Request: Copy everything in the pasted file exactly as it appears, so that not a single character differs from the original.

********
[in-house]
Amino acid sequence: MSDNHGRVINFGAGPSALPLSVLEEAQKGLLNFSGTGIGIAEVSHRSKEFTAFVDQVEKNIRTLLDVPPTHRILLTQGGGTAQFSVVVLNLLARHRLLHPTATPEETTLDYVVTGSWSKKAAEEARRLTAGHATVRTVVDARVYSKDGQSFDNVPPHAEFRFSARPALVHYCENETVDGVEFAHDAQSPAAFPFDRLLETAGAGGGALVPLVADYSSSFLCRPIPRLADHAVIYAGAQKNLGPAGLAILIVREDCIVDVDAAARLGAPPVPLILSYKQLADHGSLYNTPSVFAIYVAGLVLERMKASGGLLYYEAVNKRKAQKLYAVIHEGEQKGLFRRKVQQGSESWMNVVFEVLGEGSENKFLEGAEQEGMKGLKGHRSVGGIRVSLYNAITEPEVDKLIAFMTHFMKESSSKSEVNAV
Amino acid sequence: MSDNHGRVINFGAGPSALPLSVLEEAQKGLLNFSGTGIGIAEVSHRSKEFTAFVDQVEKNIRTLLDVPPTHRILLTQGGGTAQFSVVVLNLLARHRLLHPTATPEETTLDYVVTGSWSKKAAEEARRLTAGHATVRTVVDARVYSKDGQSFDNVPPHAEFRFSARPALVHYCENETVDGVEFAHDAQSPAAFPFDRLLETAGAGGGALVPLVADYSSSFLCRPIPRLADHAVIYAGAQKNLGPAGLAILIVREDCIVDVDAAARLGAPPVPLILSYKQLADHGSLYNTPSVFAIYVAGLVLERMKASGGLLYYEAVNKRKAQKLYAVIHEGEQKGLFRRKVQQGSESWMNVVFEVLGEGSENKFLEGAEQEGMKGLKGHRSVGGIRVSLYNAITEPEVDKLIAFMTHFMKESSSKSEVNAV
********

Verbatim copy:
[in-house]
Amino acid sequence: MSDNHGRVINFGAGPSALPLSVLEEAQKGLLNFSGTGIGIAEVSHRSKEFTAFVDQVEKNIRTLLDVPPTHRILLTQGGGTAQFSVVVLNLLARHRLLHPTATPEETTLDYVVTGSWSKKAAEEARRLTAGHATVRTVVDARVYSKDGQSFDNVPPHAEFRFSARPALVHYCENETVDGVEFAHDAQSPAAFPFDRLLETAGAGGGALVPLVADYSSSFLCRPIPRLADHAVIYAGAQKNLGPAGLAILIVREDCIVDVDAAARLGAPPVPLILSYKQLADHGSLYNTPSVFAIYVAGLVLERMKASGGLLYYEAVNKRKAQKLYAVIHEGEQKGLFRRKVQQGSESWMNVVFEVLGEGSENKFLEGAEQEGMKGLKGHRSVGGIRVSLYNAITEPEVDKLIAFMTHFMKESSSKSEVNAV
Amino acid sequence: MSDNHGRVINFGAGPSALPLSVLEEAQKGLLNFSGTGIGIAEVSHRSKEFTAFVDQVEKNIRTLLDVPPTHRILLTQGGGTAQFSVVVLNLLARHRLLHPTATPEETTLDYVVTGSWSKKAAEEARRLTAGHATVRTVVDARVYSKDGQSFDNVPPHAEFRFSARPALVHYCENETVDGVEFAHDAQSPAAFPFDRLLETAGAGGGALVPLVADYSSSFLCRPIPRLADHAVIYAGAQKNLGPAGLAILIVREDCIVDVDAAARLGAPPVPLILSYKQLADHGSLYNTPSVFAIYVAGLVLERMKASGGLLYYEAVNKRKAQKLYAVIHEGEQKGLFRRKVQQGSESWMNVVFEVLGEGSENKFLEGAEQEGMKGLKGHRSVGGIRVSLYNAITEPEVDKLIAFMTHFMKESSSKSEVNAV